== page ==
Thursday, January 9, 2014

Martin Scorsese (Introduction)

For our first series of blogposts, we will be discussing Martin Scorsese's personal relationship with the history of cinema and it's restoration, the themes of his own various cinematic narratives, why they matter, and how, through his films, we can begin developing emotional honesty, empathy, and self-reflection.  Though he is a great technical, structured director - his driving force is his desire to connect with his source material from the inside-out, so that his films are as much of an subjective, emotional expression as they are objectively told narratives.  Many of his early films were very personal, often semi-autobiographical or contextual to his own life in NYC's Little Italy - following the tension between deeply embedded Catholicism & life on the violent streets of New York.

Below is a quote from Scorsese on Scorsese discussing his connection with the script from Taxi Driver - and how it allowed him to "exorcise" his antagonistic feelings at the time.  The same process was true for me almost 25 years later. (More of that discussion to come)




"I don't think there is any difference between fantasy & reality in the way they should be approached in a film.  Of course, if you live that way you are clinically insane.  But I can ignore the boundary on film. In Taxi Driver Travis Bickle lives it out, he goes right to the edge and explodes.  When I read Paul (Schrader's) script, I realized that was exactly the way I felt, that we all have those feelings, so this was a way of embracing & admitting them, while saying I wasn't happy about them.  When you live in a city, there's a constant sense that the buildings are getting old, things are breaking down, the bridges need repairing.  At the same time society is in a state of decay.  ...So that sense of frustration goes in swings of the pendulum, only Travis thinks it's not going to swing back unless he does something about it.  It was a way of exorcising those feelings, and I have the impression that De Niro felt that too."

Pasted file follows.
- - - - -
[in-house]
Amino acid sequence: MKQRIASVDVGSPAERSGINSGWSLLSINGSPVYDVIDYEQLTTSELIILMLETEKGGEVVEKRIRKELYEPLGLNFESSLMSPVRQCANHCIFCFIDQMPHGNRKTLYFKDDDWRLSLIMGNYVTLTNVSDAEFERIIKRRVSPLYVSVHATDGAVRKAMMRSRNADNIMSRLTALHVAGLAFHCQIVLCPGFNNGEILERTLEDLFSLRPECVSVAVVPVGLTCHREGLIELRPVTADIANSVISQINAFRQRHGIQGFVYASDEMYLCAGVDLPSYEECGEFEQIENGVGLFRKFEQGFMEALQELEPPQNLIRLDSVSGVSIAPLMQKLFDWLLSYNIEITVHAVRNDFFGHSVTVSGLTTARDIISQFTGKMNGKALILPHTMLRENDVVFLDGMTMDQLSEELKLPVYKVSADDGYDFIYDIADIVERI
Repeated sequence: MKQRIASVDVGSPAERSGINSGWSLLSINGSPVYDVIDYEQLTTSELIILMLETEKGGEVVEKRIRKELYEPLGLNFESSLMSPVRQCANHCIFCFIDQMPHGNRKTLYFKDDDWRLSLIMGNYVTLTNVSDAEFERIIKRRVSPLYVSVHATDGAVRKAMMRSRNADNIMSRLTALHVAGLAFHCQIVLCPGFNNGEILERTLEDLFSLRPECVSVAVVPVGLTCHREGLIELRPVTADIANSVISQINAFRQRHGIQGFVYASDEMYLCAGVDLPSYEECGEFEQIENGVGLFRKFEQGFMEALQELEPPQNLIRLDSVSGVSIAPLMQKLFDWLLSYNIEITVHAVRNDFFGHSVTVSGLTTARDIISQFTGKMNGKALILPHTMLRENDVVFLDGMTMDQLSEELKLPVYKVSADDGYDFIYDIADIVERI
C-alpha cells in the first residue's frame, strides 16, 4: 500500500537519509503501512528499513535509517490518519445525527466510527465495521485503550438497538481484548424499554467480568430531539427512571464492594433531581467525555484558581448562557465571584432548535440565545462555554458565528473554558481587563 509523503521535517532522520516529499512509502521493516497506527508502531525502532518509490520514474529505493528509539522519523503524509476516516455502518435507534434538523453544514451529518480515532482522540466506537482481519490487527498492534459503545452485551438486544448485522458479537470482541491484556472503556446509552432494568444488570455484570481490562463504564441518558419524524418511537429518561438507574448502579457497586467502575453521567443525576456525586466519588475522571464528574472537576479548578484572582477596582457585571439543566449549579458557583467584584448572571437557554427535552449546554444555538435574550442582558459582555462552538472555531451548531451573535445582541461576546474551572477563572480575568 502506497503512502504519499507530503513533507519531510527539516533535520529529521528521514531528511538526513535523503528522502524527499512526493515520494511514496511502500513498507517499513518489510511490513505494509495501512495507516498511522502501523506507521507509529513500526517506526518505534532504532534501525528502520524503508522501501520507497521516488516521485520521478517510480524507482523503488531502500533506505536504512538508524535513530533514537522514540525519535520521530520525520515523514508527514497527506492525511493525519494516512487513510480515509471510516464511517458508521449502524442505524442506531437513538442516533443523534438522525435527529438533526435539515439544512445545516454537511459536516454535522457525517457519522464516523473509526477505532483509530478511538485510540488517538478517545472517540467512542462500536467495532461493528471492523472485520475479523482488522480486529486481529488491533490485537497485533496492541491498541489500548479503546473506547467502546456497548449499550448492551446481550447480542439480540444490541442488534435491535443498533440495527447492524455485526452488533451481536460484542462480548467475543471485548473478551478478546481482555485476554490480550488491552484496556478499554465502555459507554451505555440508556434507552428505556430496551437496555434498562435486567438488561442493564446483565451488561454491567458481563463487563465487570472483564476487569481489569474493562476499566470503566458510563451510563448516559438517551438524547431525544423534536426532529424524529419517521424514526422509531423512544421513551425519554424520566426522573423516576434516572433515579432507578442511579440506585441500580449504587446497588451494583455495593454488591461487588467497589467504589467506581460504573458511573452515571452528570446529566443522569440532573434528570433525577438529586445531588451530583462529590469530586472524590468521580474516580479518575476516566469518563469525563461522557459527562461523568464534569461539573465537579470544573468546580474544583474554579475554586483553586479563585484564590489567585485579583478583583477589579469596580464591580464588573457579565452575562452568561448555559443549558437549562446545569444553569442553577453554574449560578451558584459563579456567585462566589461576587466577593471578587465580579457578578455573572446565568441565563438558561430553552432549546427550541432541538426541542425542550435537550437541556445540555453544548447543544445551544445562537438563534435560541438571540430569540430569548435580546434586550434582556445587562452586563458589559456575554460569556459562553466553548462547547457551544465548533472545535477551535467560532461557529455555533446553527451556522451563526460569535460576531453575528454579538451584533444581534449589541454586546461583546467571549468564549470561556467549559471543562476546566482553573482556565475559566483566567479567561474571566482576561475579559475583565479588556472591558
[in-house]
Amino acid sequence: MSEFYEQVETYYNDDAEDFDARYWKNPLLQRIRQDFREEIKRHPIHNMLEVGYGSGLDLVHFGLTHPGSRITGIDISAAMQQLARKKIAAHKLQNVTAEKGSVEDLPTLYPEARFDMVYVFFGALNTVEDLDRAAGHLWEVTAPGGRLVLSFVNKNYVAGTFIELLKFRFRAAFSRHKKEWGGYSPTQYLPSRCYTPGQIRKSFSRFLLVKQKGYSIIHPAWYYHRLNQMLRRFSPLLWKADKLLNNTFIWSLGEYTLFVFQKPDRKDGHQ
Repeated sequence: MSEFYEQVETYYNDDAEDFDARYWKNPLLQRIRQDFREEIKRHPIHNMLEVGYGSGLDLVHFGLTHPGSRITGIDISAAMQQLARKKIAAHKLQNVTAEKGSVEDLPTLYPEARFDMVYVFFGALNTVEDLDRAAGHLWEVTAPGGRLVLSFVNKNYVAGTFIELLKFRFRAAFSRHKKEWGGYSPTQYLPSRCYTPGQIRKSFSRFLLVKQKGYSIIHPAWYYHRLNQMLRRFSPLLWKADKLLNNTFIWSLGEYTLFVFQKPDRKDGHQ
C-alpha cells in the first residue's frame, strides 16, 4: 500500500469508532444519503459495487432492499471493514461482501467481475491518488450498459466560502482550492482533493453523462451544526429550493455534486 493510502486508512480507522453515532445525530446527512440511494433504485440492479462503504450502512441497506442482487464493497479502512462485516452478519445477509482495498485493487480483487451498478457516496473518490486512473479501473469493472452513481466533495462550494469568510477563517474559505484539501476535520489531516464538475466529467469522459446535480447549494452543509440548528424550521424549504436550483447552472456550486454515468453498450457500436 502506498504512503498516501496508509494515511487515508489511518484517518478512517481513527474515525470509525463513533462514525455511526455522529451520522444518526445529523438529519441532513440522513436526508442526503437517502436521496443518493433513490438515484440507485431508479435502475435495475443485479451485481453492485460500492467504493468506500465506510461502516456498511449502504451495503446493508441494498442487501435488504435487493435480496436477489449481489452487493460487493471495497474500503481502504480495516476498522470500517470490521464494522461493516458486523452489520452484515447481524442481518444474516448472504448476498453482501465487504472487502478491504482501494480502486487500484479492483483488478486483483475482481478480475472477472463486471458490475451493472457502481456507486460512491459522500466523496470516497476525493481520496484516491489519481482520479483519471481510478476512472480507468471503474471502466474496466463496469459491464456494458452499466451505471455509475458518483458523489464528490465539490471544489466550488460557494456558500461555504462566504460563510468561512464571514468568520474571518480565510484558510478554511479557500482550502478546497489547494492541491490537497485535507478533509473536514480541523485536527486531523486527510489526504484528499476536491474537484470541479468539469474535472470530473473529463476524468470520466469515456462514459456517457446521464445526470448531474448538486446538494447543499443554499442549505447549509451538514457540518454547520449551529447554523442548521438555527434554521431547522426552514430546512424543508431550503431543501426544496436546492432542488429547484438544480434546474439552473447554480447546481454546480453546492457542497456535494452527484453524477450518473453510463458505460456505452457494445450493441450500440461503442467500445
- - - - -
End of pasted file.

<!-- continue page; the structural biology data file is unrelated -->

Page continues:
Almost more than experiencing Scorsese's films, I love to hear him discuss them and the many other films or life events that influenced each particular process along the way.  Developing characters and constructing images that reflect our loneliness, fear, grief, vulnerability, gratitude, joy, and everything in-between, whether direct or symbolic, is as essential to my existence as is food or sex or spirituality.

And that is what the process of Restorative Cinema is thoroughly about.  And if you experience cinema in the same way, you may indeed enjoy this discussion.  If so, please feel free to share your experiences & perspectives with us.

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2 comments:

  1. I just finished 'Till We Have Faces' by CS Lewis (I feel like it's all about learning to emotionally process) and I engaged with the book in much the same way you're describing engagement with cinema here - I saw my fears, insecurity, anxiety, anger, corrupted love, grief and a million other parts of me laid bare through the characters, images, and story that Lewis penned. Maybe Restorative Literature is next? ;)

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    1. Great connection. I need to engage with more Lewis.

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